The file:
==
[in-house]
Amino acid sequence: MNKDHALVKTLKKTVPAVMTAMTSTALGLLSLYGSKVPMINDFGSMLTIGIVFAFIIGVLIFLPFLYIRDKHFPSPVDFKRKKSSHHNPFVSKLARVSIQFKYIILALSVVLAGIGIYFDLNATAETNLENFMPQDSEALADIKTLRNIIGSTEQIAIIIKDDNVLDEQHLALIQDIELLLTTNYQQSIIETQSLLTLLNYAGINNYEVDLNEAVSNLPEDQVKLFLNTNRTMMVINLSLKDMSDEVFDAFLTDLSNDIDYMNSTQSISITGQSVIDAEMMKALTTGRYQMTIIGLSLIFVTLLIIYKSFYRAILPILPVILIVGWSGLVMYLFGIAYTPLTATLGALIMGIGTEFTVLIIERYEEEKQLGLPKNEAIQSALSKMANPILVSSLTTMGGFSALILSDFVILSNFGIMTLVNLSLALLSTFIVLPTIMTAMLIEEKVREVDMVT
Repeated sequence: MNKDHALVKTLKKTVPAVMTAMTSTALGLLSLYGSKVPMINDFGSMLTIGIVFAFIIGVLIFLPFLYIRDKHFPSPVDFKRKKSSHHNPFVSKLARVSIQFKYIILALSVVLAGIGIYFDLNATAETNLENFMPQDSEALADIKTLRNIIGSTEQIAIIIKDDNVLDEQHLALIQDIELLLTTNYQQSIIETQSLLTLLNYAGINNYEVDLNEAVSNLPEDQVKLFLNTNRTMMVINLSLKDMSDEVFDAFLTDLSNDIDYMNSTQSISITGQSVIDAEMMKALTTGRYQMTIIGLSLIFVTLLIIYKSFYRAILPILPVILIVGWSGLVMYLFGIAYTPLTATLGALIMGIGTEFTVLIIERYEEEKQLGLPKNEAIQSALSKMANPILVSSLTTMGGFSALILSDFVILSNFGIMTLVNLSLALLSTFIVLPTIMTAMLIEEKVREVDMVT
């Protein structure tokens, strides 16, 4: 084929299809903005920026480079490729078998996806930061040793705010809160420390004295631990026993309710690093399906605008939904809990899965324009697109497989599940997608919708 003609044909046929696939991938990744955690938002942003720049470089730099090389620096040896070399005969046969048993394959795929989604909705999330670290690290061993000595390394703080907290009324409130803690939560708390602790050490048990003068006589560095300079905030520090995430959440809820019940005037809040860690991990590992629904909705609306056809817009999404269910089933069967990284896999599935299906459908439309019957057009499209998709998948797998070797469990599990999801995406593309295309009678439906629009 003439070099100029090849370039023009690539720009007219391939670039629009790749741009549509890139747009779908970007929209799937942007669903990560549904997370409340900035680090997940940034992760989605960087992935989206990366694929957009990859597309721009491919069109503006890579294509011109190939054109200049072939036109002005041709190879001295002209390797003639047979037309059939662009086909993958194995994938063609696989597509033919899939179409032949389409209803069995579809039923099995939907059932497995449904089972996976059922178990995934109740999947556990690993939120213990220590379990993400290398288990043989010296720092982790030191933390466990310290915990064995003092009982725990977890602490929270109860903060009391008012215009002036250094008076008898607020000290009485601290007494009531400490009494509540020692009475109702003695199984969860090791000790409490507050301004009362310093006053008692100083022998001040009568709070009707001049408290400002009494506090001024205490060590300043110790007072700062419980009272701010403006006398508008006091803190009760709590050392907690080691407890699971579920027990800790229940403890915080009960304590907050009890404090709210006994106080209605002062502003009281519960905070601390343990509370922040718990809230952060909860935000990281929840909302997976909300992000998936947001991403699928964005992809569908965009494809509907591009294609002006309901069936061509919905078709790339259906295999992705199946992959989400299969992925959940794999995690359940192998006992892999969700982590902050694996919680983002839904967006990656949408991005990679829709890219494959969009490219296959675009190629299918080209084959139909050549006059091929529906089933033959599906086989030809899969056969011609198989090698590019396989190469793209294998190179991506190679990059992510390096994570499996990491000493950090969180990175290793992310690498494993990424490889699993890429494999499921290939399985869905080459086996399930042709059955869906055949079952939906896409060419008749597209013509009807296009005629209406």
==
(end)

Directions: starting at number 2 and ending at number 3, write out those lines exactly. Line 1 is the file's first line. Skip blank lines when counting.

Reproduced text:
Amino acid sequence: MNKDHALVKTLKKTVPAVMTAMTSTALGLLSLYGSKVPMINDFGSMLTIGIVFAFIIGVLIFLPFLYIRDKHFPSPVDFKRKKSSHHNPFVSKLARVSIQFKYIILALSVVLAGIGIYFDLNATAETNLENFMPQDSEALADIKTLRNIIGSTEQIAIIIKDDNVLDEQHLALIQDIELLLTTNYQQSIIETQSLLTLLNYAGINNYEVDLNEAVSNLPEDQVKLFLNTNRTMMVINLSLKDMSDEVFDAFLTDLSNDIDYMNSTQSISITGQSVIDAEMMKALTTGRYQMTIIGLSLIFVTLLIIYKSFYRAILPILPVILIVGWSGLVMYLFGIAYTPLTATLGALIMGIGTEFTVLIIERYEEEKQLGLPKNEAIQSALSKMANPILVSSLTTMGGFSALILSDFVILSNFGIMTLVNLSLALLSTFIVLPTIMTAMLIEEKVREVDMVT
Repeated sequence: MNKDHALVKTLKKTVPAVMTAMTSTALGLLSLYGSKVPMINDFGSMLTIGIVFAFIIGVLIFLPFLYIRDKHFPSPVDFKRKKSSHHNPFVSKLARVSIQFKYIILALSVVLAGIGIYFDLNATAETNLENFMPQDSEALADIKTLRNIIGSTEQIAIIIKDDNVLDEQHLALIQDIELLLTTNYQQSIIETQSLLTLLNYAGINNYEVDLNEAVSNLPEDQVKLFLNTNRTMMVINLSLKDMSDEVFDAFLTDLSNDIDYMNSTQSISITGQSVIDAEMMKALTTGRYQMTIIGLSLIFVTLLIIYKSFYRAILPILPVILIVGWSGLVMYLFGIAYTPLTATLGALIMGIGTEFTVLIIERYEEEKQLGLPKNEAIQSALSKMANPILVSSLTTMGGFSALILSDFVILSNFGIMTLVNLSLALLSTFIVLPTIMTAMLIEEKVREVDMVT